Oklahoma oil and gas authorities on Monday ordered the operators of 23 disposal wells in two counties to reduce the amount of wastewater pumped underground.
The Oklahoma Corporation Commission’s orders, known as “directives,” were sent to disposal well operators in Logan and Oklahoma counties. The move comes less than a week after two companies shut down a trio of wells near the town of Crescent, where a swarm of earthquakes culminated in a widely felt 4.5-magnitude temblor on July 27.
Under the new orders, companies have 60 days to reduce by 38 percent the volume of waste-fluid pumped into the wells. The targeted cutbacks are designed to reduce total waste-fluid disposal in the area by 3.4 million barrels, says Corporation Commission Spokesman Matt Skinner.
“This is an area that we have seen a sharp increase in seismicity and, most notably, this is an area for which we do not have [...] the wells that are both deep and high volume,” he says.
Most of the agency’s previous actions have focused on those deep, high-volume wells, Skinner says. In March 2015, the Corporation Commission ordered the operators of about 350 disposal wells to prove they weren’t pumping waste-fluid into crystalline “basement rock,” a known risk factor for triggering earthquakes. The agency in July 2015 expanded a stricter version of the “plug-back or prove it” directive to cover 200 more disposal wells.
Scientists say disposal wells — which oil and gas companies pump full of toxic wastewater and fluid byproducts of drilling and fracking — are likely driving most of the earthquakes in Oklahoma, which is now more seismically active than California. Recentresearch has linked Oklahoma’s earthquake uptick with high-volume disposal wellsand regions of concentrated disposal well activity.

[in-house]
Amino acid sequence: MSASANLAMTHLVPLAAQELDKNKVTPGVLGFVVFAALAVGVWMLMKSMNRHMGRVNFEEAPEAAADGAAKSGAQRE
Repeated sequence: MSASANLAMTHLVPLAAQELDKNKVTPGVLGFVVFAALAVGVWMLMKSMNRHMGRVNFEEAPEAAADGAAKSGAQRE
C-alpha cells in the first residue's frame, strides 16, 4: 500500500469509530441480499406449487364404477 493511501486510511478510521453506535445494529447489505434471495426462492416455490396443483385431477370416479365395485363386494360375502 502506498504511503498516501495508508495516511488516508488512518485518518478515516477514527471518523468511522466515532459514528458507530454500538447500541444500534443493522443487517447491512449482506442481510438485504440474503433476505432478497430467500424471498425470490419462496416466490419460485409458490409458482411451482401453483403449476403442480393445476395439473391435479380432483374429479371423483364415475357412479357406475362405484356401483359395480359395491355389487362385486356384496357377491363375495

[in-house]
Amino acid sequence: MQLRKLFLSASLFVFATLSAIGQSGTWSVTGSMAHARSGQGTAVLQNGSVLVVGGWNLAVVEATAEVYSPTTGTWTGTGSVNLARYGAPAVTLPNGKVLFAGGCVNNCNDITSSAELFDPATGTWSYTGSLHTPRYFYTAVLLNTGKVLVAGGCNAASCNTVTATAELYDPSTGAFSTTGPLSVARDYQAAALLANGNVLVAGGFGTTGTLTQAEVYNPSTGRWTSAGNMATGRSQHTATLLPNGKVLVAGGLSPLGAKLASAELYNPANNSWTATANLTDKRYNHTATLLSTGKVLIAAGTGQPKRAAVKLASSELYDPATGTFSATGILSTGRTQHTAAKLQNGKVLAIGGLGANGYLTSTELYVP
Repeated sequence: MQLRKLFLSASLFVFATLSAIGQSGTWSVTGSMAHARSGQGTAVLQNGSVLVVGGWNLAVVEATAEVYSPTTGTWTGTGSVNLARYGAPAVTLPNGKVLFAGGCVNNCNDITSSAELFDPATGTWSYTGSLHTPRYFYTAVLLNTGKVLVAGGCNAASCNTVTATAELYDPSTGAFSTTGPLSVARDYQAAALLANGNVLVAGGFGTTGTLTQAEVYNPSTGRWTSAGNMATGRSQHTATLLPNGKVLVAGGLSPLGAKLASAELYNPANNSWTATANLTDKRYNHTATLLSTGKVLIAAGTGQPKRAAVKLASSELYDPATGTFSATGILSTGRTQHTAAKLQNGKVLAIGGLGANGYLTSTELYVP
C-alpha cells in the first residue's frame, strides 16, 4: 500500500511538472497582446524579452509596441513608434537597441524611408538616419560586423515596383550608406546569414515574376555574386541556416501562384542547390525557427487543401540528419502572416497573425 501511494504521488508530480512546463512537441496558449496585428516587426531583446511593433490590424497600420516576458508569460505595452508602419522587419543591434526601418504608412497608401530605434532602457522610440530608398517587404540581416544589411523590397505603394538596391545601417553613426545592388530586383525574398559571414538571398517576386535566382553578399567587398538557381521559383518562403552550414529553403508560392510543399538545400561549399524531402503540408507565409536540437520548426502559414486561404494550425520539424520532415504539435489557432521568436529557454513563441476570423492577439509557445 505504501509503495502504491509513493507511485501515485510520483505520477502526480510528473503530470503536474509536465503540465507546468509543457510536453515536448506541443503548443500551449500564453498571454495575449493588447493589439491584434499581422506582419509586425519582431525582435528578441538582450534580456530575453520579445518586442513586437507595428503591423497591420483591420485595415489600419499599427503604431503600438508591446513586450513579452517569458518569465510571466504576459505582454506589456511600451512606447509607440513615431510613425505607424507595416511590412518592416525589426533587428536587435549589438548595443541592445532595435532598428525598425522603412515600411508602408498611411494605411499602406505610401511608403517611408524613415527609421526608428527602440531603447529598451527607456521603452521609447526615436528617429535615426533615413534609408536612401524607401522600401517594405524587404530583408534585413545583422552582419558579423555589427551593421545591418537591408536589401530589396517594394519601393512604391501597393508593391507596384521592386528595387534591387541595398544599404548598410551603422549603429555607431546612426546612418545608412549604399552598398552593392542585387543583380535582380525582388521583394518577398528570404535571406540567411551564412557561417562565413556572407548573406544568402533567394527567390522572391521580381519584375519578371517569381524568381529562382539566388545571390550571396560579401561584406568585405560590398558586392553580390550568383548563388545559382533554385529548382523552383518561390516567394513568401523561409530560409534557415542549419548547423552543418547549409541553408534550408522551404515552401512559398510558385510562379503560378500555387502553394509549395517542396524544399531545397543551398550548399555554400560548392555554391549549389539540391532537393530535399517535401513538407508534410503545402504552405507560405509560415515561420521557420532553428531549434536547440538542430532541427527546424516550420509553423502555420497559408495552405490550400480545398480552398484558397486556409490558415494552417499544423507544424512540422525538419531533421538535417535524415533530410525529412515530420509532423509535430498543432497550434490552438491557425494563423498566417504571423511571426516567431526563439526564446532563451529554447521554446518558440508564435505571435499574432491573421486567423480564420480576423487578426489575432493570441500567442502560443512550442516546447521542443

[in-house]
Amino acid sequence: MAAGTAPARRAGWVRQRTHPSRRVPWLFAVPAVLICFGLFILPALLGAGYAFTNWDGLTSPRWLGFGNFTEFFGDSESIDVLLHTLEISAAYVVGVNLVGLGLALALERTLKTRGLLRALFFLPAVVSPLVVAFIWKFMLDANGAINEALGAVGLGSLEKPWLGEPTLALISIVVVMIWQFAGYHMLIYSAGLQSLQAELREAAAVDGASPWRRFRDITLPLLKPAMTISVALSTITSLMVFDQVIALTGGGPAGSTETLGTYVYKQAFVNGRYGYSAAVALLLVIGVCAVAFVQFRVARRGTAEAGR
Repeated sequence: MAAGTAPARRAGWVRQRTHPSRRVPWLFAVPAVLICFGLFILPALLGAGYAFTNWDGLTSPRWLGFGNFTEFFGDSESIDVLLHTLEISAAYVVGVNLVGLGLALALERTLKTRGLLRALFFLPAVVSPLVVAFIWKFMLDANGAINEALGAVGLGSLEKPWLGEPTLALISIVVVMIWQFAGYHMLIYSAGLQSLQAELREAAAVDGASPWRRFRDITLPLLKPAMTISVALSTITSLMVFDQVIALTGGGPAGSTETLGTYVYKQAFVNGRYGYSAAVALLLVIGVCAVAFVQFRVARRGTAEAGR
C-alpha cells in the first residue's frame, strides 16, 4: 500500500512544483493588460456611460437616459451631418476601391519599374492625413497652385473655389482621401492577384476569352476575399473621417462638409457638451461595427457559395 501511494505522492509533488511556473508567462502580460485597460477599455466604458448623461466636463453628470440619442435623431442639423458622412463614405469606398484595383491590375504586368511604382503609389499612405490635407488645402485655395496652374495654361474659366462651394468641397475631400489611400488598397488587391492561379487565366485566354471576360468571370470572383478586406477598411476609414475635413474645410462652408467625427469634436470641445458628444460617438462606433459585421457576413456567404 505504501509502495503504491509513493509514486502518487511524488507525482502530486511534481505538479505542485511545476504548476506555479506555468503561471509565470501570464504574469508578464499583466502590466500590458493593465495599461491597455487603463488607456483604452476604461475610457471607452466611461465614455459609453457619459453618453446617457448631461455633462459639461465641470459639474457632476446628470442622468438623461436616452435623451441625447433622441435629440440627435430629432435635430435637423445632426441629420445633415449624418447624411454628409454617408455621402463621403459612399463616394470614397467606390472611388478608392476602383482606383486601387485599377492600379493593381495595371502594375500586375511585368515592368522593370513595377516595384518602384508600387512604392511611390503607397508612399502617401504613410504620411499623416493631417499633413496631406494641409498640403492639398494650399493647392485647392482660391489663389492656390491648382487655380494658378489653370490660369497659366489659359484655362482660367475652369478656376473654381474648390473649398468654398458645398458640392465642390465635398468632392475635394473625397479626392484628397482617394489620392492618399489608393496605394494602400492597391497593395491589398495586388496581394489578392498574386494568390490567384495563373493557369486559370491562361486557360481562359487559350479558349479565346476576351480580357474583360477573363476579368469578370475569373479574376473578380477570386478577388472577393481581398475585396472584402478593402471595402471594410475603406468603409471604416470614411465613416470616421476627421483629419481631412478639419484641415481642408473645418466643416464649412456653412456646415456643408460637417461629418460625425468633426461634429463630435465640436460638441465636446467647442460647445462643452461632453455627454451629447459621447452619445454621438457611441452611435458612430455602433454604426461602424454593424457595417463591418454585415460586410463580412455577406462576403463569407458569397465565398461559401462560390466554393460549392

The commission has previously ordered individual companies to reduce the volumes of wells in quake-prone regions, but this is the first time the agency has demanded cutbacks at a group of wells, Skinner says.
“We fully expect there will be other volume reductions,” Skinner says.
In a statement, Oklahoma Corporation Commissioner Dana Murphy said she “fully” supported the volume cutbacks.
“This is an issue completely outside the scope of the experience of not only this agency, but all our partner agencies and stakeholders as well,” she writes. “There was a time when the scientific, legal, policy and other concerns related to this issue had to first be carefully researched and debated in order to provide a valid framework for such action. That time is over. Based on the research and analysis of the data compiled, we must continue to take progressive steps, and do so as quickly as possible as part of the continuing efforts to resolve this complex and challenging issue.”
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